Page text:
U.S. Secretary of the Treasury Jack Lew led a wide-ranging conversation Wednesday with the UCLA Anderson’s class of 2016 that touched on such issues as world economic growth, international sanctions against Russia, U.S. corporate tax inversions and stemming the flow of funds to ISIL (Islamic State of Iraq and the Levant). Ian Katz, who covers the Treasury Department for Bloomberg, moderated the discussion.

“There is a problem with growth and demand in many parts of the world,” said Lew, referencing some of the topics on the agenda of an upcoming G-20 meeting of finance ministers and Central Bank governors in Cairns, Australia. Lew stopped in L.A. on his way to the meeting.

It was not so long ago when the U.S. economy was seen as the problem due to the financial crisis, he said. “Now the question is why has the U.S. bounced back, and what do other countries need to do if they want to bounce back as well?

“Stimulating demand in the short term is part of the solution,” Lew said. “You can’t cut your way out of economic problems. The discussion has shifted from one of austerity to one of growth.”

Regarding corporate inversions (reincorporating a company overseas in order to reduce the tax burden on income earned abroad), Lew said that the right answer is tax reform. “We need to clean up the tax code and take away the thing that’s driving companies to invert. I’ve said before, tax inversions are legal, but wrong. Congress, if they don’t enact tax reform, needs to enact legislation that shuts the door on inversions.”

Lew said he believes that the sanctions imposed on Russia in the aftermath of its actions in eastern Ukraine have been successful. The U.S. has worked closely with its international partners around the world, including the EU and the G7, to make sure that these sanctions “have been as carefully put into place as any sanctions against a regime ever. They put an enormous amount of pressure on Russia and the Russian economy … and we’ve done it in a way that was intentionally designed to cause as little spillover on Europe and the United States and the global economy as possible.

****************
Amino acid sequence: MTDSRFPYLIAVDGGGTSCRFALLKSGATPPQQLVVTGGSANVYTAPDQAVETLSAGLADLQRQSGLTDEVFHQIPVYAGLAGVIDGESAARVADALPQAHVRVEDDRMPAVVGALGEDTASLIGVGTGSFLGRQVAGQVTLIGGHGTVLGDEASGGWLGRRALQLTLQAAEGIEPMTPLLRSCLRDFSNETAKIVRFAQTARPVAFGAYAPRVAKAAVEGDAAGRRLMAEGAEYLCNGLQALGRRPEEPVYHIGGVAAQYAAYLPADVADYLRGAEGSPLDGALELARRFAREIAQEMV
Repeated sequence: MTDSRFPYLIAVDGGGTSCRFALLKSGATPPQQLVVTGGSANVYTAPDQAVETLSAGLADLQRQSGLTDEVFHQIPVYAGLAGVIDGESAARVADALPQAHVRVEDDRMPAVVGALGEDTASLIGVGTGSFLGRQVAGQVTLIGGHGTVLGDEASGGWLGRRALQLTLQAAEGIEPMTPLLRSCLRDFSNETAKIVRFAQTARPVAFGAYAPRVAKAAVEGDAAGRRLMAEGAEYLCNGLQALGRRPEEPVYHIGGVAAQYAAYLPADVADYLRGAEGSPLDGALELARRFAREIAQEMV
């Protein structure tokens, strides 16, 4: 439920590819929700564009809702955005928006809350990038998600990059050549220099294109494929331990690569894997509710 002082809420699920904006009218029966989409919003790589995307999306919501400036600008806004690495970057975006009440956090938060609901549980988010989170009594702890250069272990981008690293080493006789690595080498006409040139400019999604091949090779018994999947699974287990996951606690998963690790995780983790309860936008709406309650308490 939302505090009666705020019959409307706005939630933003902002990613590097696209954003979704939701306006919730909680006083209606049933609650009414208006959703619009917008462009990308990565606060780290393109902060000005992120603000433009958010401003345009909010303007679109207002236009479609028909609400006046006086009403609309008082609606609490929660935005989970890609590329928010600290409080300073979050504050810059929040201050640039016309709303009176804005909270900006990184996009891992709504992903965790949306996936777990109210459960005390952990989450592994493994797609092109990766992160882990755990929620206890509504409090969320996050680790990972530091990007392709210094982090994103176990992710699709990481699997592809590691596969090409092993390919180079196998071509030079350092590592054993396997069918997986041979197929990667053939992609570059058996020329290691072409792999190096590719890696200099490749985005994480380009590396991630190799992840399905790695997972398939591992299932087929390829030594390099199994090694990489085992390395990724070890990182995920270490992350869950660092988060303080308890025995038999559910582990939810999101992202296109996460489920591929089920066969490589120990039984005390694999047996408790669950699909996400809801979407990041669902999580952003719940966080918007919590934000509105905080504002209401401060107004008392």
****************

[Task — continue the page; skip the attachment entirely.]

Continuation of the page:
“Our goal is not to hurt the global economy. Our goal is not to hurt the Russian economy. The goal is to change the way Russian leaders are making their decisions.” Lew said that until Russian leadership changes its policies, that country will be more and more isolated.

After his discussion with Katz, Lew took questions from the first-year students and was asked about, among other things, the role of the Treasury in the fight against ISIL. “For any military operation, flow of funds is critical,” he said. “It’s how you support your activities. It’s how you pay your people. It is very important that we work with our counterparts around the world to identify and shut down the flow of funds to ISIL.”

Lew said that cutting off funds to ISIL is complicated because it’s not clear how the group gets its money, but that work is being done to limit the flow of funds into ISIL.

Asked to describe what it’s like to work with his international counterparts — or the U.S. Congress — Lew said, “There’s no substitute for personal relationships. I think you’ll find that that’s true in the business world as well as it is in the public sector. I’ve invested a great deal of time getting to know the people I interact with internationally. If you don’t know each other, it’s very difficult to communicate effectively.

“And the distances are large — it means flying four days to spend two days in a meeting and not speaking much for a week. But if you don’t put the time in, you can’t develop the relationships. And you have to listen. You can’t always be in broadcast mode,” Lew said.

This story has been slightly adapted from one posted on the Anderson School blog.